We think the National Bank remains properly focused on achieving its inflation target, which is a corner stone of Georgia’s macro-economic policy framework. Now the most recent policy rate increase of course responds to alleviated inflation expectations following a somewhat prolonged period of inflation exceeding its target. Now the monetary policy faces a difficult trade-off between the supporting the economy and ensuring inflation remains well controlled. Now, most of the drivers of current inflation are temporary in our view but we also of course note that survey-based inflation expectations remain alleviated. We believe continued adverse external developments – they happen – may necessitate further policy rate increases. These are difficult trade-offs unfortunately. But achieving inflation target and keeping the inflation expectations under control – it’s of course the priority of the National Bank and we support that.
If we look at this new outlook of 3.5% economic growth for Georgia, what kind of signal is it for business community, for investors, for policy makers?
Global economy has witnessed the worst recession since the Great Depression, last year. And this is as we always repeat is truly a crisis like no other. So going forward a lot will be dependent on the pace of the pandemic which is now shaped unfortunately by the uneven progress in vaccination process among countries. Now, in the absence of enough vaccination, again, unfortunately lockdowns become inevitable and these lockdowns have very negative economic implications in every country not only in Georgia. So, when it comes to Georgia, if the pandemic situation requires a new lockdown then the risks to our 3.5% growth forecast will be to the downside. In other words, our forecast doesn’t incorporate another lockdown assumption in itself. Now, over the medium term we still think Georgia’s growth rate will recover to slightly above 5%, supported by the infrastructure spending along with the gradual recovery in tourism and external demand. But the pandemic of course will leave some lasting damage. I mean if you look at the level of real output what we expect in 2024 now it is 11% lower compared to pre-pandemic projection we had for that year. But again this will all depend on how the pandemic evolves.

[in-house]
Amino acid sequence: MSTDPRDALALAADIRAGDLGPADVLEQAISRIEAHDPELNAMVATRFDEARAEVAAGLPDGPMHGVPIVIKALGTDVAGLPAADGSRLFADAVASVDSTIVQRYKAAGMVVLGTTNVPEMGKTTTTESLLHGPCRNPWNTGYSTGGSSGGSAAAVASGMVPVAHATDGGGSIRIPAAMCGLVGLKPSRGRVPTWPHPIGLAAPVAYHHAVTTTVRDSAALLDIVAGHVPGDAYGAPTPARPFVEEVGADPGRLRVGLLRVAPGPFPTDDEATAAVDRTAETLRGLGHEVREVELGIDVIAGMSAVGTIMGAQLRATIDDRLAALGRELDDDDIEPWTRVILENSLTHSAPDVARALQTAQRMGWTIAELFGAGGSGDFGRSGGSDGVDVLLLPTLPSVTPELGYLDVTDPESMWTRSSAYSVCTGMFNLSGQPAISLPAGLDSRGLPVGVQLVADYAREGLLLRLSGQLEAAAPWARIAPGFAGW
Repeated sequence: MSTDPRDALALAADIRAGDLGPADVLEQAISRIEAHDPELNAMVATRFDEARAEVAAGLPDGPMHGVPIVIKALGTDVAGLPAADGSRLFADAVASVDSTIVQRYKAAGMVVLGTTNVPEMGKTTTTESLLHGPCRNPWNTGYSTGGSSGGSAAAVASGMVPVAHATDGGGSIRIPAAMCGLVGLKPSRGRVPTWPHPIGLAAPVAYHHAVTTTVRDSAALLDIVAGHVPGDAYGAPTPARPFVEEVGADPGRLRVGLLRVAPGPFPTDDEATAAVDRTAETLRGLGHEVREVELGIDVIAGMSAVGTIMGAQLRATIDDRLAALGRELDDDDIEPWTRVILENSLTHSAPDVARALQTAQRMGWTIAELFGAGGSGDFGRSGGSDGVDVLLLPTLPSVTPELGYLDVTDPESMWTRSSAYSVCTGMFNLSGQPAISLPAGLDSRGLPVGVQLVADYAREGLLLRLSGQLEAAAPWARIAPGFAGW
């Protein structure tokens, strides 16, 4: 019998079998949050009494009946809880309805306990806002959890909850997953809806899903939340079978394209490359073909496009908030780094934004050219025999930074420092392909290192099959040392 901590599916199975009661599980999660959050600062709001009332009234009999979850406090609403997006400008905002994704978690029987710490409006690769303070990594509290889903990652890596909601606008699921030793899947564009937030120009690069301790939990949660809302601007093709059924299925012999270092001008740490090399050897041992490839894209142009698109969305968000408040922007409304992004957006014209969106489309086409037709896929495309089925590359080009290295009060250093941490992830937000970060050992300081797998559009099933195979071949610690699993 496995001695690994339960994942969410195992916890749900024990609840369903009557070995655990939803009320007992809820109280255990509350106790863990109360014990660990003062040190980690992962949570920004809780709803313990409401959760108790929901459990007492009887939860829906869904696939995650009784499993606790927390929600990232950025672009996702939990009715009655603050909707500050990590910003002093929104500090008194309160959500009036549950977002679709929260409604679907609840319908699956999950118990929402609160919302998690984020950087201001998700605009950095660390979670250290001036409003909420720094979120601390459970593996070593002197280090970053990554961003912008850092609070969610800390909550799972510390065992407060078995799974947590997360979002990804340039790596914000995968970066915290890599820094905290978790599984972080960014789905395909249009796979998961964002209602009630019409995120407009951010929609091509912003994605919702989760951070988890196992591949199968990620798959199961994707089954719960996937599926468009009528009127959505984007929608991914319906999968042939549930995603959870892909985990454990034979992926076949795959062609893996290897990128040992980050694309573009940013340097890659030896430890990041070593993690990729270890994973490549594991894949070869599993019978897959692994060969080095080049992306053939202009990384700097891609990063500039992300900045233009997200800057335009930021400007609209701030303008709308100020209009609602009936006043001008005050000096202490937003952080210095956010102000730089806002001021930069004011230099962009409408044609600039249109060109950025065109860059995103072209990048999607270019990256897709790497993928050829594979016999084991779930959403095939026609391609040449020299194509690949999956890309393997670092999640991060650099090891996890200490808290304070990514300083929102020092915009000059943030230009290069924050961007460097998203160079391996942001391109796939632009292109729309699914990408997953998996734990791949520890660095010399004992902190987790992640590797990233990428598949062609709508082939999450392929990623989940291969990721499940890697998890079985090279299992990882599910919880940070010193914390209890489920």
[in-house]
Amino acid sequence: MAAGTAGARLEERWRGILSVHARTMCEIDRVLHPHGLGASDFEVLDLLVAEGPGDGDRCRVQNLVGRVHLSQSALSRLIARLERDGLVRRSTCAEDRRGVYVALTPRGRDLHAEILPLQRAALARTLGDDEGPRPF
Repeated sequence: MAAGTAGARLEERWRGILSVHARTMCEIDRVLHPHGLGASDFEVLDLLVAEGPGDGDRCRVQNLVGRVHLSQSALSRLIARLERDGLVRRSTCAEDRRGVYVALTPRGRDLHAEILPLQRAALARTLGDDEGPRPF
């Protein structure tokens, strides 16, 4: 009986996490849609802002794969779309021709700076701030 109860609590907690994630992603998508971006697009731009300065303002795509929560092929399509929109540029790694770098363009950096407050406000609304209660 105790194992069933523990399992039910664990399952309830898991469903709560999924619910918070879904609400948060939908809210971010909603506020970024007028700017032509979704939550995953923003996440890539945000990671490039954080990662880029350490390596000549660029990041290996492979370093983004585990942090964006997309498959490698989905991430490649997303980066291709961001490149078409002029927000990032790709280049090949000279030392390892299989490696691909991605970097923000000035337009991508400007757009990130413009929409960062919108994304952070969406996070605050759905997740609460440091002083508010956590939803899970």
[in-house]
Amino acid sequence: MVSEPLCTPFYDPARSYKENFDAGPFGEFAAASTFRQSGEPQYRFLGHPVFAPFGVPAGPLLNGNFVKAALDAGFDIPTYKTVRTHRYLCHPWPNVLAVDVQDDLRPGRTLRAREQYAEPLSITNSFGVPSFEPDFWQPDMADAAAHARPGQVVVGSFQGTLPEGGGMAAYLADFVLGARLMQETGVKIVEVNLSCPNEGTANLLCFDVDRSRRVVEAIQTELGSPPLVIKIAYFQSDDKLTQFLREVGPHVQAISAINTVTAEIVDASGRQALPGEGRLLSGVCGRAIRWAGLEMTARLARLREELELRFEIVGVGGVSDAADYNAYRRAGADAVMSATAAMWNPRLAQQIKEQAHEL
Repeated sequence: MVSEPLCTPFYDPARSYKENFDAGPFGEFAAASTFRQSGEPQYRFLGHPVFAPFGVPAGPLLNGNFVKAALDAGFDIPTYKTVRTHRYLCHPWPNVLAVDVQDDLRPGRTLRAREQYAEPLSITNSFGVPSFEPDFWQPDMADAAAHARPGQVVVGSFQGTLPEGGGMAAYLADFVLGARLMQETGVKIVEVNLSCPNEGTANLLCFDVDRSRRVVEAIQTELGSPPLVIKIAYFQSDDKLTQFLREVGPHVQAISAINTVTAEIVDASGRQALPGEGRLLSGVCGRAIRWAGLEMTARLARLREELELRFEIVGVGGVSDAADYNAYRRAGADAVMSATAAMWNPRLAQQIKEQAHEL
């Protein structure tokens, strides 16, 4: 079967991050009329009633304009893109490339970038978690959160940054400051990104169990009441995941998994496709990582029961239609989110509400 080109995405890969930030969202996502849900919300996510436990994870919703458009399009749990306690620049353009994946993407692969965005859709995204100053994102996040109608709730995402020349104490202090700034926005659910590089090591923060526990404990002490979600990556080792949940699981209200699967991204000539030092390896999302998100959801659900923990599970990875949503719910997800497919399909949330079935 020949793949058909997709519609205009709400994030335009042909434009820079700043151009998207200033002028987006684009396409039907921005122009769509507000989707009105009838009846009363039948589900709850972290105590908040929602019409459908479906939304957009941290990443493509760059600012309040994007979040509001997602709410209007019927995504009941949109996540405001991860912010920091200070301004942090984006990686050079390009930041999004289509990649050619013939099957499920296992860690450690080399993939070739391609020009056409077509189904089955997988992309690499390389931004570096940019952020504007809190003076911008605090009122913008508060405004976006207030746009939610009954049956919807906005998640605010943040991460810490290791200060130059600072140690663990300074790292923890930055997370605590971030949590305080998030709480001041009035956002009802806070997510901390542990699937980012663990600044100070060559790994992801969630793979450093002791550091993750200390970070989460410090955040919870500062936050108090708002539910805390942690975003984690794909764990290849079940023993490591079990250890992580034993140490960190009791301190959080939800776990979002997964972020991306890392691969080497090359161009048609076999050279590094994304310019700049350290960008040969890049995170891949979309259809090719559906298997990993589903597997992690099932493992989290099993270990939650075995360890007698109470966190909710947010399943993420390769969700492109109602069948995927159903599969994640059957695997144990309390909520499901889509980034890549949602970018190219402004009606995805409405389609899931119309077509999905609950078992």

Unfortunately, right now what we see is that we see cases growing again, we already have 4-digit number for again of daily cases, which is not a very good sign, of course. What should be the approach of Georgia if these downside risks that we have talked about still materialize and if we get another lockdown? What way does Georgia have to support its economy – is it taking more debt, is it raising taxes or is there some other choice on the table right now?